Two women from very different backgrounds – Ana, an upper-middle-class professional, and Clara, a nurse from the poor outskirts of São Paulo – come together under extraordinary circumstances. There’s an unplanned child, whose very own existence challenges the standards and expectations of the circles where Ana travels. And then there’s a Full Moon night that changes everything.
“We wanted to tell a story of outcasts, of people who dare to go outside the norm”, says co-writer-director Juliana Rojas. “Everyone in this story is outside the norm – Ana, because she challenges the conventions of the middle class, Clara, because she comes from the periferias (the poor, working class outward suburbs of São Paulo) and the child, Joel, because he’s extraordinary.”
Good Manners (As Boas Maneiras) is the second feature film of the Juliana Rojas-Marco Dutra duo after the critically acclaimed Hard Labor (Trabalhar Cansa, 2011). Rojas and Dutra met while studying film at the University of São Paulo, and immediately hit off. “We had the same sensibility, liked the same filmmakers, had the same perspective”, Rojas says. “And we both loved genre, especially horror and thrillers.”
Soon Rojas and Dutra were writing-directing together, working on two award-winning shorts and moving on to both solo work and collaborations, all of which was instrumental into bringing into play a semi-forgotten genre in Brazilian cinema: horror.
Horror and supernatural movies have been rare in Brazilian cinema – they might pop up once every decade, in isolated efforts that can be traced back to The Cooks’ Duel, a silent film from 1908 described by its director, one Antonio Leal, as “a comic picture in a fantastic mode”. The 1960s are the real beginning of Brazilian horror, with the arrival of the unique José Mojica Marins, an actor-director-producer responsible for the most successful horror character in Brazilian cinema: Coffin Joe. In the 1970s and 1980s, the independent and highly politicized work of underground filmmakers like Ivan Cardoso and poet Torquato Neto used horror as a metaphor for life under the right-wing dictatorship.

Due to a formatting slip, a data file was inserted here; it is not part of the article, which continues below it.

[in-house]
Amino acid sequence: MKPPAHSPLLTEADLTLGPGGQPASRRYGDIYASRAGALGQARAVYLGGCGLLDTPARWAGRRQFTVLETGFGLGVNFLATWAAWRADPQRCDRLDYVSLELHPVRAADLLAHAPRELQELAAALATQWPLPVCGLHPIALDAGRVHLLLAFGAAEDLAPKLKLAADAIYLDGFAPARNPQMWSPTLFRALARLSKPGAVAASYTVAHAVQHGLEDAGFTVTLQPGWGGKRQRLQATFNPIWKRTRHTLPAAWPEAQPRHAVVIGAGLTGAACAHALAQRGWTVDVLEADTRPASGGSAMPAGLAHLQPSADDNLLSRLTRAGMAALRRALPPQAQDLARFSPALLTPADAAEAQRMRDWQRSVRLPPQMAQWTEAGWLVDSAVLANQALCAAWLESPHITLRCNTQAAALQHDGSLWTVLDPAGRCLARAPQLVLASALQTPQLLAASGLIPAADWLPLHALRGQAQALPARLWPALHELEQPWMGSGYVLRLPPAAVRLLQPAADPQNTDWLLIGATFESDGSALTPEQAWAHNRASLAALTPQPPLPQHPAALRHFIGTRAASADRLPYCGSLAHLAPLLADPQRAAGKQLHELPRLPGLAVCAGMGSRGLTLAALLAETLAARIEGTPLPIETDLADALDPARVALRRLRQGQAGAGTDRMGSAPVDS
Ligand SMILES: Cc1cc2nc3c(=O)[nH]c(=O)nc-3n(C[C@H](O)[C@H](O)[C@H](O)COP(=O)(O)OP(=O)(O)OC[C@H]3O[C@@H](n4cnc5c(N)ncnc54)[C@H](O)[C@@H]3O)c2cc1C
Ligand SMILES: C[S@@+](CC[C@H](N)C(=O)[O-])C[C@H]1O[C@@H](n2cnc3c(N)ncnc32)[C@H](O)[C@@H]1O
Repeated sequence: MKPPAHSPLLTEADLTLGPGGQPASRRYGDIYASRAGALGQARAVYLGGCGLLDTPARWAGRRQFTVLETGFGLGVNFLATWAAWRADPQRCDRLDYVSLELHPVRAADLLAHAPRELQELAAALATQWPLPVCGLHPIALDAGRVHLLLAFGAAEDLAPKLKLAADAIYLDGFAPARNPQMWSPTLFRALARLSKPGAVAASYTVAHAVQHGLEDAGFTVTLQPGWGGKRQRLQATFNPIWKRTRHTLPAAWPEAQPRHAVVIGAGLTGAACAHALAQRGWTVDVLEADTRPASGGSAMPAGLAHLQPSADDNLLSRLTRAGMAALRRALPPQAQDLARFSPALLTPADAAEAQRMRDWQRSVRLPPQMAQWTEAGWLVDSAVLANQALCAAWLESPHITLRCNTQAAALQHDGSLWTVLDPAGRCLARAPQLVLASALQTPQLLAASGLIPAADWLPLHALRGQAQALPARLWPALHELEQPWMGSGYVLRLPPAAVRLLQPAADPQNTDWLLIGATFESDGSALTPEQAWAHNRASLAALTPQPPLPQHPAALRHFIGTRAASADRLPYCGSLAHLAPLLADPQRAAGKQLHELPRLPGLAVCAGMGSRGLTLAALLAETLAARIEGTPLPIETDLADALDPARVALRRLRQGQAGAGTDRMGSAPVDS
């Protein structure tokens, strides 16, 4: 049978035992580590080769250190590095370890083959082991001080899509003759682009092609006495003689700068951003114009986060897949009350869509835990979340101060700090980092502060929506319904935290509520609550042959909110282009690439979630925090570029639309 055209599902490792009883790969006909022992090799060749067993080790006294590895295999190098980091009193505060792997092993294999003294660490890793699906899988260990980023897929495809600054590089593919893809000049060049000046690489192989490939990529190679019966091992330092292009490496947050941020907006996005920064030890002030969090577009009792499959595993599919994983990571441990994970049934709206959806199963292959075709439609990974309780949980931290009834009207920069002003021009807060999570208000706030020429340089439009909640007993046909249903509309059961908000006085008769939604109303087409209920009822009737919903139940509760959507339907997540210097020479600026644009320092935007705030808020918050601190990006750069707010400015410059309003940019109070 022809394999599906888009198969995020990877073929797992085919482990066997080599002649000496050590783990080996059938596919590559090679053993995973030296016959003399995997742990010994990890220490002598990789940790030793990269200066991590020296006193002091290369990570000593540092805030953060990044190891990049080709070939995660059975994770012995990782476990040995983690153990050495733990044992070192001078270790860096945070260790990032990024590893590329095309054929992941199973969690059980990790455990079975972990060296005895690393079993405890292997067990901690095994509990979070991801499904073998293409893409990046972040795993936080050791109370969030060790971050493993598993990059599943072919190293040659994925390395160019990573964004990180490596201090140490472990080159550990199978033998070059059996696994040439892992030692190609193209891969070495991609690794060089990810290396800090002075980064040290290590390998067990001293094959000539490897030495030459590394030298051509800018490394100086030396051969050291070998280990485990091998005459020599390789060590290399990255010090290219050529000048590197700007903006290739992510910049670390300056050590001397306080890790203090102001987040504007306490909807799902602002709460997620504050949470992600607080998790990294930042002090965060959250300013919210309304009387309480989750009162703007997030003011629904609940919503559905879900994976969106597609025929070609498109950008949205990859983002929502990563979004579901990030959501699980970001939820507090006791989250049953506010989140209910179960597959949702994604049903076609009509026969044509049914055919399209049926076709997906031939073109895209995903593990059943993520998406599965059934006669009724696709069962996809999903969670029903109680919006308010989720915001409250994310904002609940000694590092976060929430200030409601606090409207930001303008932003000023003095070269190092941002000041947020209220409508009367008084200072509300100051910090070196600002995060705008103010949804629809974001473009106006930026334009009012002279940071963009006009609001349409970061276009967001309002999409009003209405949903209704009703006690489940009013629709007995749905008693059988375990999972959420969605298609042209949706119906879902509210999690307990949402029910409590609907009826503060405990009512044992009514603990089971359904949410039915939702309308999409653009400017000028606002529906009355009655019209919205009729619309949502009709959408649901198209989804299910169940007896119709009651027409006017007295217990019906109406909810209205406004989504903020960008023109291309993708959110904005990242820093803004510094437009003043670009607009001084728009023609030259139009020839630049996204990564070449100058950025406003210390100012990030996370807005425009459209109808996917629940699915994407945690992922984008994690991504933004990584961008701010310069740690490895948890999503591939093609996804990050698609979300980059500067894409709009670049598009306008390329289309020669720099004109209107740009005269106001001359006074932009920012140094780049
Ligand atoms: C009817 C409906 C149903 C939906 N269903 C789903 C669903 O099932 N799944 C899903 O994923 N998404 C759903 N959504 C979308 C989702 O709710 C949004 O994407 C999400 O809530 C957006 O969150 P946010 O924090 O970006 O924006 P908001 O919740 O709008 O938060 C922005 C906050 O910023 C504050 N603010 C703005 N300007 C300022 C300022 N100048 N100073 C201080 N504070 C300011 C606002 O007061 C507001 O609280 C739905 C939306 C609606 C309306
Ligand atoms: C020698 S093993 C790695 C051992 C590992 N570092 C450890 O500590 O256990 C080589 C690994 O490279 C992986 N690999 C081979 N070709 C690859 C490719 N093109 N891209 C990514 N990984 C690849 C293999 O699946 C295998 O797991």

The new generation of Brazilian horror films might have distant roots in these films with the common trace of using horror as a metaphor for everything that ails Brazilian society. However, most of its direct inspiration comes from contemporary filmmakers like Guillermo del Toro and M. Night Shyamalan and genre pioneers like Jacques Tourneur (Cat People, The Leopard Man), a major influence on both Rojas and Dutra. “Genre can be a powerful tool to express the issues we are living right now”, Rojas says. “Horror and thriller speak directly to our subconscious.”
Indeed- Good Manners began as a dream, Rojas says. Dutra dreamt of two women coming together in a desert land to raise a monster child. “There is a vast and strong collection of myths in Brazil”, Rojas says. “To turn the dream into our film we went after the stories of humans who become monsters, and how and why this happens. The werewolf myths, which are constant throughout Brazil, speak very strongly about guilt, transgression, and punishment. It was an immediate connection.”
A Special Mention at the 2017 Austin Fantastic Fest and winner of the Special Jury Prize in last year’s Locarno International Film Festival, Good Manners is making a short run in the U.S., in limited release, this month, in New York and Los Angeles.